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Plant Man Column

“Most turkeys taste better the day after; my sister’s tasted better the day before.” –with apologies to Rita Rudner

From my personal perspective, the Thanksgiving holiday has always meant a “rest” from work and gardening and a time for being with family and friends; this year of the pandemic is different. Catharine, Buster, and I are hoping that by postponing our holiday plans that we will help keep our family, friends, and strangers well. I am grateful that we are able to celebrate Thanksgiving safely.

SoCal gardeners usually associate the resting period of plants with the arrival of autumn – cooler temperatures and the slight possibility of rain. In temperate climates like Laguna, these periods of quiescence also coincide with shortened and decreased intensity of daylight hours.

Most plants require a break, just as we require sleep and an occasional vacation. This is necessary to prepare a plant for its mission: namely, to grow, flower, and produce fruit. Under natural conditions, a plant may remain at rest for a period of weeks or even months.

Plants are said to be resting when they simply quit growing (not to be confused with an annual completing its life cycle). No matter how much we fertilize or water, Bermuda grass and St. Augustine grass will not grow or turn green during their dormant period.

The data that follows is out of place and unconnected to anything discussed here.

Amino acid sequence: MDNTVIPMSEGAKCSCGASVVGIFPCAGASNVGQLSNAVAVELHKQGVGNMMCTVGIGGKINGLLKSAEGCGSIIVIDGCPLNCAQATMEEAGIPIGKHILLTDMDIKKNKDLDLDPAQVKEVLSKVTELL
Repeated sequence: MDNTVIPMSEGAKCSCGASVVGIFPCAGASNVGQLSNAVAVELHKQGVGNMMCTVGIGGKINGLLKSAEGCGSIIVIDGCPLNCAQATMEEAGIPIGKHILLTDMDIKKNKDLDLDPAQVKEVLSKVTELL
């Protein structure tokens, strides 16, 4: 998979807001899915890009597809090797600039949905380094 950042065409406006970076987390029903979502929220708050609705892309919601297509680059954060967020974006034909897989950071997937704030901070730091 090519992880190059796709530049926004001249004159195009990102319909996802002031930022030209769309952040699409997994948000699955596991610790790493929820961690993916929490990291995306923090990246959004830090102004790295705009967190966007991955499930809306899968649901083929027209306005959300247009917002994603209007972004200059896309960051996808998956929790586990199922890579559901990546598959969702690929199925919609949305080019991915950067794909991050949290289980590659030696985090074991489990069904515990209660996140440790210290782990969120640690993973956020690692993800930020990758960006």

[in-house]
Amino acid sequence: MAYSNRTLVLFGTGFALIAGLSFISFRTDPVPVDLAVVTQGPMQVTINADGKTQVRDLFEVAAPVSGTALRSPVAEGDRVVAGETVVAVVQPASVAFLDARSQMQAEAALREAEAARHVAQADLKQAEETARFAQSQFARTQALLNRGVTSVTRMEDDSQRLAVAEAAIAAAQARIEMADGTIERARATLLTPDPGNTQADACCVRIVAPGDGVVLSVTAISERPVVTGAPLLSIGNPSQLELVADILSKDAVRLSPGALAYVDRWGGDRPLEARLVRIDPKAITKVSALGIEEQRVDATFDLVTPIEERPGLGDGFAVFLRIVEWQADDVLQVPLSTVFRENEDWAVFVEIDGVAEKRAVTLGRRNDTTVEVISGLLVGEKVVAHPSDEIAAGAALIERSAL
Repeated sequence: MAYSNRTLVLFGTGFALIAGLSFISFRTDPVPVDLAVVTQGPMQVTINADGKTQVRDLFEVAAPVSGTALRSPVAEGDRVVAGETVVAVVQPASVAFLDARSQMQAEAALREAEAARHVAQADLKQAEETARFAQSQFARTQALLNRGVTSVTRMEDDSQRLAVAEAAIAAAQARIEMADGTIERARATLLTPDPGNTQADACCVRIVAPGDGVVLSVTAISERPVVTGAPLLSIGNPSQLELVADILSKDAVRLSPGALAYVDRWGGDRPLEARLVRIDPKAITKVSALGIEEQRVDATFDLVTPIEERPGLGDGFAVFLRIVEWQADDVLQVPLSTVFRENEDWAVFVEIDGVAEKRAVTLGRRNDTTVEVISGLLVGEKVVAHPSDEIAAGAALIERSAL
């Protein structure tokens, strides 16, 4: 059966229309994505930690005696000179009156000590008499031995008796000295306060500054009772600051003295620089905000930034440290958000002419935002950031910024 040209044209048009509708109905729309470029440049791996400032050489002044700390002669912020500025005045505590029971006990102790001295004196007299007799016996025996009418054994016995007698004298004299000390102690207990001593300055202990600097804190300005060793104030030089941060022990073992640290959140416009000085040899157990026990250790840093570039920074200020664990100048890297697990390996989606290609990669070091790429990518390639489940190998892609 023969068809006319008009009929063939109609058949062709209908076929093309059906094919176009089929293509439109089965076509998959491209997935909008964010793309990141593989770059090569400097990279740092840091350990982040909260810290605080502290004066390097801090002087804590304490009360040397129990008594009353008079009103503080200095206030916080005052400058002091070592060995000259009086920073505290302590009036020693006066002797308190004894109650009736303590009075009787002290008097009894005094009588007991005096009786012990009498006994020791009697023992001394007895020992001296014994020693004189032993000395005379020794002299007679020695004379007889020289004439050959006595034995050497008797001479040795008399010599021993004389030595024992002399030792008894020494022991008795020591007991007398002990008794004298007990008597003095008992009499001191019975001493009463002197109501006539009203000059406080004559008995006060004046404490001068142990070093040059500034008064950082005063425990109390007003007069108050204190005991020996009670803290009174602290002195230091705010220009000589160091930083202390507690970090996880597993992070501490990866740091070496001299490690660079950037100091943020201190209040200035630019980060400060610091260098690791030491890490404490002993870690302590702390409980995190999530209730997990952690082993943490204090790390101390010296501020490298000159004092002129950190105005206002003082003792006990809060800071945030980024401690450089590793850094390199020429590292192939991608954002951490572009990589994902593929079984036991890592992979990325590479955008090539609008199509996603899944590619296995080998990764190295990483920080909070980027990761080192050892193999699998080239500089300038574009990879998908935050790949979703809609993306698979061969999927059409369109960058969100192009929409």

Letter Kawaratani 1

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Liquidambar nearing winter nudity

Likewise, once a deciduous tree loses its leaves, it will not re-leaf until its environmental conditions are favorable for re-growth. Quiescence is an internal mechanism of a plant, affected by external temperature, quantity and quality of light, and available moisture. In other words, a plant “knows” when it is time to start growing again.    

Letter Kawaratani 2

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Desertscape somewhere in Baja California Sur

Many plants have adapted to their climes: they grow during the rainy season, and rest during the dry season. Plants as diverse as cacti of the deserts, orchids of the tropics, and California natives of the chaparral are all examples of this adaptation. Resting prepares the plants for blossoming and prevents them from weak and puny growth, a possibility if nature attempted to keep them in a period of activity throughout the year.

It was only after my second helping of turkey that I considered that I might be reenacting the Battle of the Bulge. However, with no guests at Casa Norte this Thanksgiving, that momentary thought was lost in the midst of the third serving. So much for quiescence; on second thought, I may have to putter and potter in the garden just a bit this weekend, just to work things off. Be well and see you next time.

Steve Kawaratani has been a local guy for 69 years. He can be reached at (949) 494.5141 or by email at This email address is being protected from spambots. You need JavaScript enabled to view it.. 

Steve Kawaratani

Laguna Beach

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